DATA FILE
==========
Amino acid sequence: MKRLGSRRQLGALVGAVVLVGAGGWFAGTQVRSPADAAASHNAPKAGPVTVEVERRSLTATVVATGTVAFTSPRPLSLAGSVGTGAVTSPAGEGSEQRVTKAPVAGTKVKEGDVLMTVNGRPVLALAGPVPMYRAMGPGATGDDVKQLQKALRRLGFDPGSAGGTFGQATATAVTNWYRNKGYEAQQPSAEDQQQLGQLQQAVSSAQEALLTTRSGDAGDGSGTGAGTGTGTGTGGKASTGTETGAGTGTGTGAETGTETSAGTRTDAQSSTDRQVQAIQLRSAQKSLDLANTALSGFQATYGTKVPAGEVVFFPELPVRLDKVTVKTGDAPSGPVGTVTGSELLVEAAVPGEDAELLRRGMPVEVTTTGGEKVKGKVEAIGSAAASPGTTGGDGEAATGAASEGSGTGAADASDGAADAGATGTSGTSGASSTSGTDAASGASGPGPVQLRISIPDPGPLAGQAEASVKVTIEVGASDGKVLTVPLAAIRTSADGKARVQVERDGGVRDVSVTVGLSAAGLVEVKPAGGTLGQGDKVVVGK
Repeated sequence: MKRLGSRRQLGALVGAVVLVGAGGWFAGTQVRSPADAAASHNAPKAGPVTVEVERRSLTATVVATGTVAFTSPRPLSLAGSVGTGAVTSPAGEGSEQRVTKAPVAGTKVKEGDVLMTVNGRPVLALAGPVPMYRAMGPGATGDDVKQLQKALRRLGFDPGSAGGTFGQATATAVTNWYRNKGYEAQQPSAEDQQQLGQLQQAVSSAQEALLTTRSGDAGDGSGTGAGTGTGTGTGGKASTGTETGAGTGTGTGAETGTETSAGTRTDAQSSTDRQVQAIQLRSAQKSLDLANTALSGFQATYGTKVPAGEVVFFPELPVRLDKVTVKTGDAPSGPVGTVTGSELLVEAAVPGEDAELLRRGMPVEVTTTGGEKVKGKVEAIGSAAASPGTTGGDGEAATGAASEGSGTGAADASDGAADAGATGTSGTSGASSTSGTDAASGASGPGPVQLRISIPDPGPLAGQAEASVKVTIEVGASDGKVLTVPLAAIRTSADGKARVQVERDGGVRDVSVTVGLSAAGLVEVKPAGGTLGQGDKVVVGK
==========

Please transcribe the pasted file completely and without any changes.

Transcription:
Amino acid sequence: MKRLGSRRQLGALVGAVVLVGAGGWFAGTQVRSPADAAASHNAPKAGPVTVEVERRSLTATVVATGTVAFTSPRPLSLAGSVGTGAVTSPAGEGSEQRVTKAPVAGTKVKEGDVLMTVNGRPVLALAGPVPMYRAMGPGATGDDVKQLQKALRRLGFDPGSAGGTFGQATATAVTNWYRNKGYEAQQPSAEDQQQLGQLQQAVSSAQEALLTTRSGDAGDGSGTGAGTGTGTGTGGKASTGTETGAGTGTGTGAETGTETSAGTRTDAQSSTDRQVQAIQLRSAQKSLDLANTALSGFQATYGTKVPAGEVVFFPELPVRLDKVTVKTGDAPSGPVGTVTGSELLVEAAVPGEDAELLRRGMPVEVTTTGGEKVKGKVEAIGSAAASPGTTGGDGEAATGAASEGSGTGAADASDGAADAGATGTSGTSGASSTSGTDAASGASGPGPVQLRISIPDPGPLAGQAEASVKVTIEVGASDGKVLTVPLAAIRTSADGKARVQVERDGGVRDVSVTVGLSAAGLVEVKPAGGTLGQGDKVVVGK
Repeated sequence: MKRLGSRRQLGALVGAVVLVGAGGWFAGTQVRSPADAAASHNAPKAGPVTVEVERRSLTATVVATGTVAFTSPRPLSLAGSVGTGAVTSPAGEGSEQRVTKAPVAGTKVKEGDVLMTVNGRPVLALAGPVPMYRAMGPGATGDDVKQLQKALRRLGFDPGSAGGTFGQATATAVTNWYRNKGYEAQQPSAEDQQQLGQLQQAVSSAQEALLTTRSGDAGDGSGTGAGTGTGTGTGGKASTGTETGAGTGTGTGAETGTETSAGTRTDAQSSTDRQVQAIQLRSAQKSLDLANTALSGFQATYGTKVPAGEVVFFPELPVRLDKVTVKTGDAPSGPVGTVTGSELLVEAAVPGEDAELLRRGMPVEVTTTGGEKVKGKVEAIGSAAASPGTTGGDGEAATGAASEGSGTGAADASDGAADAGATGTSGTSGASSTSGTDAASGASGPGPVQLRISIPDPGPLAGQAEASVKVTIEVGASDGKVLTVPLAAIRTSADGKARVQVERDGGVRDVSVTVGLSAAGLVEVKPAGGTLGQGDKVVVGK